Fighting on the Kyrgyz-Tajik border

Since 14 September, there have been fierce clashes between Kyrgyz and Tajik forces along almost the entire length of the border (excluding its eastern and high mountainous section). So far, a total of around 100 people are said to have been killed in the course of the fighting, which has been conducted using artillery, tanks, helicopters and UAVs (and other means) and around 140,000 civilians are said to have been evacuated on the Kyrgyz side. Both countries are holding each other responsible for the outbreak of fighting, although Bishkek’s version, accusing Tajikistan of aggression, seems far more credible. The clashes were not halted by appeals from the Russian president (he held telephone conversations with the presidents of both countries) or from the UN Secretary-General, nor by direct discussions between the leaders of the two countries during the Shanghai Cooperation Organisation (SCO) summit in Samarkand on 15–16 September.


  • Border tensions between Kyrgyzstan and Tajikistan are chronic and essentially the result of the lack of border delimitation and demarcation since the collapse of the USSR (1991). Over the years, the situation has been exacerbated by the rise of local problems – disputes over access to arable and grazing land and water sources amid worsening overpopulation in the disputed areas. In addition, the isolation of the region (poor transport links and remoteness from the centres – especially on the Kyrgyz side) and likely conflicts over control of smuggling routes all create scope for tension. A total of at least 50 people were killed in clashes analogous to the current ones in April last year. At the same time, both countries remain allies within the Russian-dominated Collective Security Treaty Organisation (each country also hosts Russian military bases), and are founding members of the SCO, which held a summit while the clashes were ongoing.
  • The current escalation is taking place against a backdrop of growing problems – both internal and regional. Both countries face growing social challenges (reinforced by the economic troubles of Russia as a destination for mass labour migration), and each is strongly affected by regional instability, which has been exacerbated first by the Taliban takeover in Afghanistan and then by the consequences of the Russian invasion of Ukraine (disruption of the security system, Moscow’s focus on the West). There are political problems of the government in both countries. In Kyrgyzstan this refers to the relative weakness of the ruling system in Kyrgyzstan. In Tajikistan it is the tightening of the authoritarian course (the bloody pacification of Gorno-Badakhshan Autonomous Region in May of this year, the increasing repression of Muslims, Dushanbe’s involvement in intra-Afghan disputes and, above all, the succession of power process being prepared for the son of the incumbent president). In this situation, conflict with a neighbour is an attractive instrument of social consolidation. There is a lack of confirmed information on the reasons for the current outbreak, but both its conditions and its course indicate that it primarily serves Dushanbe’s interests.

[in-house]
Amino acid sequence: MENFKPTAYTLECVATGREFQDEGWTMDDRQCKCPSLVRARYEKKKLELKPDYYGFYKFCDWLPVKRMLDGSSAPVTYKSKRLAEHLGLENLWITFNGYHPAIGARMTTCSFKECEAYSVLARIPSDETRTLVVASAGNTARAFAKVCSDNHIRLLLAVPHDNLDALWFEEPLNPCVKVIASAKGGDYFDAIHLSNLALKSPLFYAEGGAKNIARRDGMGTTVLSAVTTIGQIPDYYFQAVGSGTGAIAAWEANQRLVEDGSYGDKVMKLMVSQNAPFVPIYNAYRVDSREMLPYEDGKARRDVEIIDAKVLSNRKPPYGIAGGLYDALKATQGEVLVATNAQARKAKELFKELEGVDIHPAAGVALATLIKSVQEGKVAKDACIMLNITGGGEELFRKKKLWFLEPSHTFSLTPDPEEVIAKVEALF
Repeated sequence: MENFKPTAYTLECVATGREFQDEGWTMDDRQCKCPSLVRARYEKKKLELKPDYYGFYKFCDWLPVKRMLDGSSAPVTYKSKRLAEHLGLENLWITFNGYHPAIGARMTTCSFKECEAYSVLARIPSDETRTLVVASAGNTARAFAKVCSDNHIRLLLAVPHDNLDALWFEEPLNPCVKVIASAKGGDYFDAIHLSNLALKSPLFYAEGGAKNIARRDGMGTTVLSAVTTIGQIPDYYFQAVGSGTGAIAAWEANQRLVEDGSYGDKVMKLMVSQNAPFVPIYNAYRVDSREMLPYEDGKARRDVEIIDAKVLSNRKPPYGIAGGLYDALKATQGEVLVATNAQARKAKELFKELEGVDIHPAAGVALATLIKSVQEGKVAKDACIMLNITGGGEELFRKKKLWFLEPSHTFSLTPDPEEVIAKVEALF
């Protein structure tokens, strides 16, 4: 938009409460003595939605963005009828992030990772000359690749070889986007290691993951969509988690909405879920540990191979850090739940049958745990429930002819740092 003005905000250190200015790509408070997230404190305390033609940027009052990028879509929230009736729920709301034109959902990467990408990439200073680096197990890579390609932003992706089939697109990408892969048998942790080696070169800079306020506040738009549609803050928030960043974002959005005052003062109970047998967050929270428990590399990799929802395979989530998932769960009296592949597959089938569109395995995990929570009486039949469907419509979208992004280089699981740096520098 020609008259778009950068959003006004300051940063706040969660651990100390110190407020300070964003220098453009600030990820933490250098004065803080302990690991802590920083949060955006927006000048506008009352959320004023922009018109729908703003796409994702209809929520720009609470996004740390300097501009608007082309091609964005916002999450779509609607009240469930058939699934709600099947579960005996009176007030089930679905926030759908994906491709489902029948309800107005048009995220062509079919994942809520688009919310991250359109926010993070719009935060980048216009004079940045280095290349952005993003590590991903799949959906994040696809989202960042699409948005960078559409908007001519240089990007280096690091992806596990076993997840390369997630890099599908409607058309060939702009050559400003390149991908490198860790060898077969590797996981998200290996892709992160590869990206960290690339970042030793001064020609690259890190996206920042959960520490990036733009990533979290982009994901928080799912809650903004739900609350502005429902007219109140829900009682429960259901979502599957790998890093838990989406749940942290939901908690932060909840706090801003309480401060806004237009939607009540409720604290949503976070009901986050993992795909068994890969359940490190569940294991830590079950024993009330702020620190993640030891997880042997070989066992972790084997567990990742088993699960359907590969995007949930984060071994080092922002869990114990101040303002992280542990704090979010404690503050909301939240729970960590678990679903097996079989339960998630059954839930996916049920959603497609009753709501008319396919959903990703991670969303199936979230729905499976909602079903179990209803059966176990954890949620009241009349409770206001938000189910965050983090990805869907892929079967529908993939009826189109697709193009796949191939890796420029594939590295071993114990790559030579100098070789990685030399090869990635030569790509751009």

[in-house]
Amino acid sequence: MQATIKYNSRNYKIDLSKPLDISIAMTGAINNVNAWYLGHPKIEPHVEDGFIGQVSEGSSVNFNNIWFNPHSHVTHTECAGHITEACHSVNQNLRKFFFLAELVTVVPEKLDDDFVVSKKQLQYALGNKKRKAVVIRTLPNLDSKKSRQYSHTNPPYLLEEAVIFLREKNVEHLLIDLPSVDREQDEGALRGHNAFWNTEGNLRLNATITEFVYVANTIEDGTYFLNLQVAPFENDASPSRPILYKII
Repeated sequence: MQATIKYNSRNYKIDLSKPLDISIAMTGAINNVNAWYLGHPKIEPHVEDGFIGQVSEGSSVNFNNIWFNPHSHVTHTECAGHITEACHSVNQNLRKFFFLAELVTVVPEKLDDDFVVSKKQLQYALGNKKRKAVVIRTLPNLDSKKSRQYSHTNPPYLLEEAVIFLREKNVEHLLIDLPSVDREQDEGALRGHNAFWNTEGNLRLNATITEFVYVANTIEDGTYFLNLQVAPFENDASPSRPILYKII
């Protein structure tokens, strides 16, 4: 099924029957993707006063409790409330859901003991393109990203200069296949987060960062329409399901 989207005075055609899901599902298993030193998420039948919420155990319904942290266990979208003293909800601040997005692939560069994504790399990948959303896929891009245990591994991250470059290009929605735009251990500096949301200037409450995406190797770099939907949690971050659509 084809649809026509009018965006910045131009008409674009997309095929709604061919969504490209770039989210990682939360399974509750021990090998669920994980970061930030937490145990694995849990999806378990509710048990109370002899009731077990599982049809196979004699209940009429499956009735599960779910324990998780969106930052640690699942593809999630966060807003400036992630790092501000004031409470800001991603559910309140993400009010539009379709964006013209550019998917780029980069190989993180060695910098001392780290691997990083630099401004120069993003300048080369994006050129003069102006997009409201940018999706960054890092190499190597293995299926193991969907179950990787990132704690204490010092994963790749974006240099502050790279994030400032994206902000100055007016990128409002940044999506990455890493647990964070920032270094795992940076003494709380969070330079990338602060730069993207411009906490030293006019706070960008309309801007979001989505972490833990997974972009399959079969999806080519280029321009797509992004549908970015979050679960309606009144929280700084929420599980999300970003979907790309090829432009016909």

• Although the intensity and external conditions of the fighting are unprecedented, in light of past experience, it is unlikely that it will rapidly transform into a full-scale conflict – neither country seems capable of doing so, and they are both also under pressure to end the fighting. However, neither the expected freezing of the clashes nor declarations that the process of delimiting and demarcating the borders will be sped up provide hope for a full resolution of the dispute and its removal from the intra-political agenda in the two countries.
  • The Kyrgyz-Tajik conflict also remains an important test for Russia (the hitherto hegemon in the regional security sphere) and its methods of operating in an increasingly disadvantaged position (due to the problems in Ukraine), It is also a test for China, which is traditionally interested in the stability of its western borderland and being pushed against its will to play an active role in Central Asian security.


Map. Kyrgyzstan-Tajikistan borderland. Combat area as of mid-September 2022

Map. Kyrgyzstan-Tajikistan borderland. Combat area as of mid-September 2022